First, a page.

How do you learn about new wines??

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  1. steveamy profile image60
    steveamyposted 6 years ago

    Do you talk to a wine retailer, do you read Wine/Food magazines, visit wine websites or do you just randomly pick wines of the shelf ??

    1. habee profile image93
      habeeposted 6 years agoin reply to this

      I usually learn about new wines from my best pal. She's one a dem dere intellugent librals what helps us dumb modrit-conservatives be mo' high fallutin.

      lol Sorry, Steve - I couldn't resist. Seriously, she and her husband do enjoy wine tastings and learning about new wines, so she's my source on this topic.

      1. steveamy profile image60
        steveamyposted 6 years agoin reply to this

        no apologies necessary .... thanks for the input....

    2. Repairguy47 profile image60
      Repairguy47posted 6 years agoin reply to this

      E.F. Hutton says...

      1. habee profile image93
        habeeposted 6 years agoin reply to this

        Yes, E. F. Hutton bottles a wonderful pinot grigio!

        1. steveamy profile image60
          steveamyposted 6 years agoin reply to this

          I like the Hutton Reserve Pinot Noir...

    3. calpol25 profile image66
      calpol25posted 6 years agoin reply to this

      I learn about new wines from my Uncle he is a connoisseur smile

  2. vespawoolf profile image95
    vespawoolfposted 6 years ago

    I read Food & Wine magazine when I can and get recommendations from my friends who are wine drinkers.

  3. couturepopcafe profile image60
    couturepopcafeposted 6 years ago

    Retailers are often good sources of information. If you tell them what you like, or think you like, they can always steer you in the direction of grape, taste, subtlties, price, country of origin, etc.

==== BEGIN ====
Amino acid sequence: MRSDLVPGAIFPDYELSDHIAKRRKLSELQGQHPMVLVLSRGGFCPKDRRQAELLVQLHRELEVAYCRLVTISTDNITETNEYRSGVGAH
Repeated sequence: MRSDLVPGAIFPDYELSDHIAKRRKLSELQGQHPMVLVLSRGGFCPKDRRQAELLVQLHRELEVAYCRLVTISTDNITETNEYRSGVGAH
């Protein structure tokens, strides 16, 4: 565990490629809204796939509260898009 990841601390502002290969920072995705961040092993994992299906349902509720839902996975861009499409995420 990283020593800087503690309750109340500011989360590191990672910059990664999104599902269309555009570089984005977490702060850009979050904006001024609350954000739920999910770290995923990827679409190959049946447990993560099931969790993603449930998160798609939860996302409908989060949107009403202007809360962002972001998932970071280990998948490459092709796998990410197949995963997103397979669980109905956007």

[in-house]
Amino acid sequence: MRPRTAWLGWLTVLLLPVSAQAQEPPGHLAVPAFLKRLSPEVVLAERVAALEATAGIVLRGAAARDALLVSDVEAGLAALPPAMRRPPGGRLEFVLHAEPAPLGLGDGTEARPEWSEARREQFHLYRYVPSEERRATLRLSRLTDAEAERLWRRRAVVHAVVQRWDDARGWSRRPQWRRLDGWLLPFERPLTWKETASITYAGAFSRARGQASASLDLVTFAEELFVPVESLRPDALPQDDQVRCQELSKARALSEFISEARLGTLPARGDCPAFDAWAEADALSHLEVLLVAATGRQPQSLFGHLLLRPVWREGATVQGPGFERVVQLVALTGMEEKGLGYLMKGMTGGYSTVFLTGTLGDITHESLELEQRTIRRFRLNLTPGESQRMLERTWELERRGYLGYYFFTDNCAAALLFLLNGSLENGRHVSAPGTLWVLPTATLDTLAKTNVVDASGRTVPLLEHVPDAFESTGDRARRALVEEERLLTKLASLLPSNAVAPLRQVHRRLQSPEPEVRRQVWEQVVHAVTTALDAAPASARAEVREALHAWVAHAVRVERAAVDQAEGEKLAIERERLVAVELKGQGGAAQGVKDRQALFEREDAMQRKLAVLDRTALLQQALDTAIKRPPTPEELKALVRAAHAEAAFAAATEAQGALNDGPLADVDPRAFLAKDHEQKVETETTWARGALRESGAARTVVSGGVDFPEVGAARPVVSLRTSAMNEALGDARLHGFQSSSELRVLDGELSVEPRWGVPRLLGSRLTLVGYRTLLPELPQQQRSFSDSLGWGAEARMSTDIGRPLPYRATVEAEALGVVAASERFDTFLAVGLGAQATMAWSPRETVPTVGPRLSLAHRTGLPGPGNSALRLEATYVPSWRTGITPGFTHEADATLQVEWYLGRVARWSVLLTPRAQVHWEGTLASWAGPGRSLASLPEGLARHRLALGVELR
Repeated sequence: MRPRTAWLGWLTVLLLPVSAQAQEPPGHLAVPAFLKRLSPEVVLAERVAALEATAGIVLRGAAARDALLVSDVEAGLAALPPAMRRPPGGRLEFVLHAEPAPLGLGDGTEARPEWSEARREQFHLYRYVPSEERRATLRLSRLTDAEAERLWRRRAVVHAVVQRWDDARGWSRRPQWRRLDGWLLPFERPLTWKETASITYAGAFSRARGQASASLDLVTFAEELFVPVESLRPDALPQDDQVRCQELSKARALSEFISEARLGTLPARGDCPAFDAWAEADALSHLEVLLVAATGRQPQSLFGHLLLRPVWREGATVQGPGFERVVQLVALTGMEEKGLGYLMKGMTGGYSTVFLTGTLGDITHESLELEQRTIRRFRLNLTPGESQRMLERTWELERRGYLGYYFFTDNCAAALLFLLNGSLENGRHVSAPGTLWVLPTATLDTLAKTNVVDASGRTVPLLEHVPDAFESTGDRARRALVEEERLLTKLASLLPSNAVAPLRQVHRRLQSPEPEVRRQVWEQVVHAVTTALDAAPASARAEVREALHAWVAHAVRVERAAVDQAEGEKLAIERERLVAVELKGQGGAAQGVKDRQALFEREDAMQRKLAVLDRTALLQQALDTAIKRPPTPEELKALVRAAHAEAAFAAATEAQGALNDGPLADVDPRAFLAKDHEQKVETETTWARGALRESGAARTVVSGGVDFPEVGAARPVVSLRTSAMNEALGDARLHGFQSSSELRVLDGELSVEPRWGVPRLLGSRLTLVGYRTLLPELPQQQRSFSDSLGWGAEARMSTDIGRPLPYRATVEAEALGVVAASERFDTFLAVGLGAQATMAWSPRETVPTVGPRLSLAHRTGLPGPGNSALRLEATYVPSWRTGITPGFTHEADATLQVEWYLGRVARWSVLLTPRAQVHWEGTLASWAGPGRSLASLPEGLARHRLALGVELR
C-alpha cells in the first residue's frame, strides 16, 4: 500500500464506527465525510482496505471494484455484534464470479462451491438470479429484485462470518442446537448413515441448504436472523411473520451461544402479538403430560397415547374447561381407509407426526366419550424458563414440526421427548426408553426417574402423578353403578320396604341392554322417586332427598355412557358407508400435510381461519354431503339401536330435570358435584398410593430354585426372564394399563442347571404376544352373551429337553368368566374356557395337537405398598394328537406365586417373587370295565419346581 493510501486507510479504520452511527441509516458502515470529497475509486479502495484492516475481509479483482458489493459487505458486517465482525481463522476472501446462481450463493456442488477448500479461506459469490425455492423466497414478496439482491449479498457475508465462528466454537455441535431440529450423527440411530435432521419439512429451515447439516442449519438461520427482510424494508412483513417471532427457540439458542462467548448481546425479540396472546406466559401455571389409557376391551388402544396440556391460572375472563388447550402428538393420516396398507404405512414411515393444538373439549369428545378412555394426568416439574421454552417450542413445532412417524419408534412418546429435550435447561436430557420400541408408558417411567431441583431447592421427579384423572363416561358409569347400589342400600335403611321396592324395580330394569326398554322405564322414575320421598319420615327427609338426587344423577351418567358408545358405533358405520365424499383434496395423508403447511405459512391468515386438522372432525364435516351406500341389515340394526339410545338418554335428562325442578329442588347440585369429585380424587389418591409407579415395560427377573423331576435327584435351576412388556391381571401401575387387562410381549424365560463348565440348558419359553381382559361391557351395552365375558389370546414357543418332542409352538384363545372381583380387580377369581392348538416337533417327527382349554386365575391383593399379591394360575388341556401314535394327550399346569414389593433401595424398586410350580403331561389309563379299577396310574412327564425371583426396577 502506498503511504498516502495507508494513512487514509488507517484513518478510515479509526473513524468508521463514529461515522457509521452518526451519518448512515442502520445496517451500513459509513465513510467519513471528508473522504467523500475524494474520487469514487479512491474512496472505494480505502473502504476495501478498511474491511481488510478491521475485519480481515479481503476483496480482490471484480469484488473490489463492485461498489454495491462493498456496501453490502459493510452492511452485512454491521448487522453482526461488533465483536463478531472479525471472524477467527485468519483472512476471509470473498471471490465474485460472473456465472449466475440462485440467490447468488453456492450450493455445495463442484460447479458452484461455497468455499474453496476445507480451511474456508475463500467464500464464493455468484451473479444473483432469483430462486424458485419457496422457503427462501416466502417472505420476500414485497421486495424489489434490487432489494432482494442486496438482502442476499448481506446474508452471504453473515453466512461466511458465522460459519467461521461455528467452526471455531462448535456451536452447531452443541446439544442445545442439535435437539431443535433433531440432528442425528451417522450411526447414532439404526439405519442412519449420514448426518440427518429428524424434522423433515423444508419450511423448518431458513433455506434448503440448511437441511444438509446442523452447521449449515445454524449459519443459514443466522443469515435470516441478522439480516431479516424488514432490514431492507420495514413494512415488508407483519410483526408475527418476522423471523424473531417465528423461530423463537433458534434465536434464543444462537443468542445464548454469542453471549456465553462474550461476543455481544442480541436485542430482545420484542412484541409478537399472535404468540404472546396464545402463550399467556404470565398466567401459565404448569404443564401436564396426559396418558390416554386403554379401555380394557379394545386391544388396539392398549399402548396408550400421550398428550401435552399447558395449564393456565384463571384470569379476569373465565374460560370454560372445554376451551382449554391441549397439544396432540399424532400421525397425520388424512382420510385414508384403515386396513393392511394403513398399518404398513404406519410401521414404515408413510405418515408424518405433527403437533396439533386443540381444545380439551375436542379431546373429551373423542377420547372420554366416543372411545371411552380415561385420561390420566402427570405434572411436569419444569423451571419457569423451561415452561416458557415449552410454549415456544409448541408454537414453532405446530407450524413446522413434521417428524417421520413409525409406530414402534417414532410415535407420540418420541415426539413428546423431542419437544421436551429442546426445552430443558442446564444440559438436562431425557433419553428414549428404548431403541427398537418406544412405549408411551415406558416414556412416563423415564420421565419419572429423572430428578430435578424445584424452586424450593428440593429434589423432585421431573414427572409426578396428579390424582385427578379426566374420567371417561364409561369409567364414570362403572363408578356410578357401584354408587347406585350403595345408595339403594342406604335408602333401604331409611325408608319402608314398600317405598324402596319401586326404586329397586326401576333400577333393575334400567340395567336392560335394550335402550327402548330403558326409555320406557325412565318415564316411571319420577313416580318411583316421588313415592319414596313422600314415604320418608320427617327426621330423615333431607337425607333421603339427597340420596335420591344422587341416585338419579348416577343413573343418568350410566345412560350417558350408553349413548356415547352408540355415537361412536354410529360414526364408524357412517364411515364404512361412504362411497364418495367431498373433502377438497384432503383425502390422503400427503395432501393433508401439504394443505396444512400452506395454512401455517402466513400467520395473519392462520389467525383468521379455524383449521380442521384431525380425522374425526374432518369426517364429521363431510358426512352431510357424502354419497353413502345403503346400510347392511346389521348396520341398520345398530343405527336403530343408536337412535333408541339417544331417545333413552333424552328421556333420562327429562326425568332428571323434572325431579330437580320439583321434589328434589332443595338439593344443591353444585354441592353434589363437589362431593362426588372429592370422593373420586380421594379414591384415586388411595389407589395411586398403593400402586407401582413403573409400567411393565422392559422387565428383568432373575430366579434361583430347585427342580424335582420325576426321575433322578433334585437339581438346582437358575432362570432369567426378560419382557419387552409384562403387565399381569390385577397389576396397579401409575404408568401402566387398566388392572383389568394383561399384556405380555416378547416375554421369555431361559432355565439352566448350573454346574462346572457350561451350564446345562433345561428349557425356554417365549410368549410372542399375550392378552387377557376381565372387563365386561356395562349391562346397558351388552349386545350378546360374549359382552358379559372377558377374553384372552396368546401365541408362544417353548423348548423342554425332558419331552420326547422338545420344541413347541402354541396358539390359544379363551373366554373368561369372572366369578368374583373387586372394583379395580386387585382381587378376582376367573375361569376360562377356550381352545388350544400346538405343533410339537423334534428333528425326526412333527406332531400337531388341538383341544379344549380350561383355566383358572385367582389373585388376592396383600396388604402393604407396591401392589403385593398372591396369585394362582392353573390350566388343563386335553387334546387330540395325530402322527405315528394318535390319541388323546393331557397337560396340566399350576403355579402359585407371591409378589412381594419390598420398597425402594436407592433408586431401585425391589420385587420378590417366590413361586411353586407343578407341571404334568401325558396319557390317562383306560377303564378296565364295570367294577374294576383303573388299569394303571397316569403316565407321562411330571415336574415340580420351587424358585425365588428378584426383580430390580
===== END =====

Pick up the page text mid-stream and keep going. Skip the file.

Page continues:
Wine tastings are excellent. Go to festivals, winerys (the best educators)  and maybe even hold a private wine tasting with friends. Everyone brings a bottle they've never tried so it's new and exciting.

    Something I used to do when I was on a wine kick was keep a journal. You document the type of wine, when you had it and where, price, all the details.

    Your impressions on taste, are particularly important to document. Soak the label off the bottle and put it in the journal. It's fun to look back over the years and say, "Wow, that was a good wine I'd forgotten about."

  4. rebekahELLE profile image88
    rebekahELLEposted 6 years ago

    I usually taste a new wine at an event or with a friend. Sometimes I use Google and search for a specific year and location. I like a full bodied Cabernet from Columbia Valley - Chateau St. Michelle makes an excellent, affordable wine, the older, the better if you can find it.


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